I am reading a book called 'quantum processes systems and information' and in the beggining a basic idea of information is set out in the following way. If information is coded in 'bits', each of which have two possible states, then the number of possible different messages/'values' that can be encoded in an 'n' bit system is 2^n. If it is known that a message (to be received in the future) has M values, then the entropy is defined of log(M) = H where the logarithm is of base 2 (because its a binary system).(adsbygoogle = window.adsbygoogle || []).push({});

Effectively, the entropy of a message with M possible values tells you the minimum number of bits required to represent the message. However, this assumes that each possible 'value' of the message has an equal probability of being read. It is later discussed that if message with 2 possible values is being read with the probability of each message not being equal, then the entropy is defined in a different way.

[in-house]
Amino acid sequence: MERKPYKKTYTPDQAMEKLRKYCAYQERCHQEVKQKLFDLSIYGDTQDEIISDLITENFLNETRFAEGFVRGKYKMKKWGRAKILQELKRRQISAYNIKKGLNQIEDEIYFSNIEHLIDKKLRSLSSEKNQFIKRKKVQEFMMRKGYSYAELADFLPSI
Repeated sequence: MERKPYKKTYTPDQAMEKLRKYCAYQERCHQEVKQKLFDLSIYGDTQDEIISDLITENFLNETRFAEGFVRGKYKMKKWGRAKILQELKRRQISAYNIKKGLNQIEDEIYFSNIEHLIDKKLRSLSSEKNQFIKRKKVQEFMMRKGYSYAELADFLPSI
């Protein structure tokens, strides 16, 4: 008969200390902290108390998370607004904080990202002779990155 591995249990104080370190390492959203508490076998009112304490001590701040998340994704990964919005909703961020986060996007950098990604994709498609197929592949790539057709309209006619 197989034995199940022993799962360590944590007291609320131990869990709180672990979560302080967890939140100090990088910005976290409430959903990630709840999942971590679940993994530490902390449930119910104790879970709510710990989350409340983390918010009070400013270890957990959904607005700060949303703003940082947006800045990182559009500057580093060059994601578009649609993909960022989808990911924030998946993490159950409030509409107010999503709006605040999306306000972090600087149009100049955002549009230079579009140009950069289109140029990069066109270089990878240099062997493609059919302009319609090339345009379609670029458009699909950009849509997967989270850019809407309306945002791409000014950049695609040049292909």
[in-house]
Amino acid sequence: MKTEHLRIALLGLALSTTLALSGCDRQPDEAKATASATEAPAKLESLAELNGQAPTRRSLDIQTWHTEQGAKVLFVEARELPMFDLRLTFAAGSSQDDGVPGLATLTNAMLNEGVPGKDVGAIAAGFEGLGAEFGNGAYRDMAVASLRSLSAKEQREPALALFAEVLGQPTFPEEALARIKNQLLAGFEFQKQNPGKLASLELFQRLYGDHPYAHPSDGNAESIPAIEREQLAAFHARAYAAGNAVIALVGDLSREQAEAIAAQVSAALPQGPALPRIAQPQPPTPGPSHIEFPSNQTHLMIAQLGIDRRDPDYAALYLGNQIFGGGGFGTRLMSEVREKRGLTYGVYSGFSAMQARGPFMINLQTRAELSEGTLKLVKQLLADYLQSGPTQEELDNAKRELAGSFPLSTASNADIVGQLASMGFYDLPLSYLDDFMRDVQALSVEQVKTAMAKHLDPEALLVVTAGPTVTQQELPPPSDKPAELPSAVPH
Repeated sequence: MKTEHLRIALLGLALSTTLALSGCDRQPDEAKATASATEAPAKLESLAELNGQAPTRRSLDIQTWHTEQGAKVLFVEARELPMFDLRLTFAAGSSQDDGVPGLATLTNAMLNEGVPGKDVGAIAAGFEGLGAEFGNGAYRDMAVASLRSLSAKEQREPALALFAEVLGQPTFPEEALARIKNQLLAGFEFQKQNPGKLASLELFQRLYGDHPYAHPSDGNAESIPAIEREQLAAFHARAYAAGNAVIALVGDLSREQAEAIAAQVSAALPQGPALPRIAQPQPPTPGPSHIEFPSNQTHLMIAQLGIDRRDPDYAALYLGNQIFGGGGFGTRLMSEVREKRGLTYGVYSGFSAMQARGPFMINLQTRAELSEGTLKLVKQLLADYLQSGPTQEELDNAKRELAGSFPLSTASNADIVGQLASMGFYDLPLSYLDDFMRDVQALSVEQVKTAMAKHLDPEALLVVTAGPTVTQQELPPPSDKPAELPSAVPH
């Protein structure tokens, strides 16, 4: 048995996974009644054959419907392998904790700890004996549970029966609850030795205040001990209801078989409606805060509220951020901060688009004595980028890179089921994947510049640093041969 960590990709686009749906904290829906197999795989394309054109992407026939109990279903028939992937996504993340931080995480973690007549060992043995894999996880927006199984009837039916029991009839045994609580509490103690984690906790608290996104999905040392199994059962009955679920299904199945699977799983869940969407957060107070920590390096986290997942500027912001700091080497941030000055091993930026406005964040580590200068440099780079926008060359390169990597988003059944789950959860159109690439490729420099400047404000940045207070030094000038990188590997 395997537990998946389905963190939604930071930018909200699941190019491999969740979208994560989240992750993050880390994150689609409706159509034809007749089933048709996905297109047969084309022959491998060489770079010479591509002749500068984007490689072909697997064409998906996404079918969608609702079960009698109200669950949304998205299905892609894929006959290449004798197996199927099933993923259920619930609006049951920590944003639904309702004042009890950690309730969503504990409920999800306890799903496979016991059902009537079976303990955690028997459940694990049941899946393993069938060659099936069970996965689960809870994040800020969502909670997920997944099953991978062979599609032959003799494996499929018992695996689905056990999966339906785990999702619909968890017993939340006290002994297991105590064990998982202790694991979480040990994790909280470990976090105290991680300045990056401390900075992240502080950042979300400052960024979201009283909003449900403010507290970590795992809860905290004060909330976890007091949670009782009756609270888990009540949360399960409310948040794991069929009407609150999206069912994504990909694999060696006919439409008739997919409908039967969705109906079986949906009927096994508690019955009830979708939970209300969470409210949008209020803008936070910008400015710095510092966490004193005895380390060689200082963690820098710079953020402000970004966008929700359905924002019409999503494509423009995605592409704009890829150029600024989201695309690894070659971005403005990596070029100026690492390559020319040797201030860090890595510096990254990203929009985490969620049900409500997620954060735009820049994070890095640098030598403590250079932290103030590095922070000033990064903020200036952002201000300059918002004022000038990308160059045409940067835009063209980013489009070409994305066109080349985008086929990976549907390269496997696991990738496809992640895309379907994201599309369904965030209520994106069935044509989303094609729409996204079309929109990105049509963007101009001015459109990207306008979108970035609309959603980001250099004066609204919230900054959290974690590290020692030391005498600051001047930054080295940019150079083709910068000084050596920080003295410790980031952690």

If, say, the first message (0) has a probability of 1/3, and the second (1) of 2/3 then the second message is 'split' into two messages (say, 1a and 1b) each of which having a probability of 1/3. The entropy is then defined in the following way: if H(M) = entropy of message M, and P(x) = probability of value x then --> H(0,1a,1b) = H(0,1) + P(1)H(1a,1b).

Does anybody have an intuitive understanding of this definition of entropy for the second case (with unequal probabilities for each value of the message) that they could explain to me?

Danke.

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# Information Theory (very basic)

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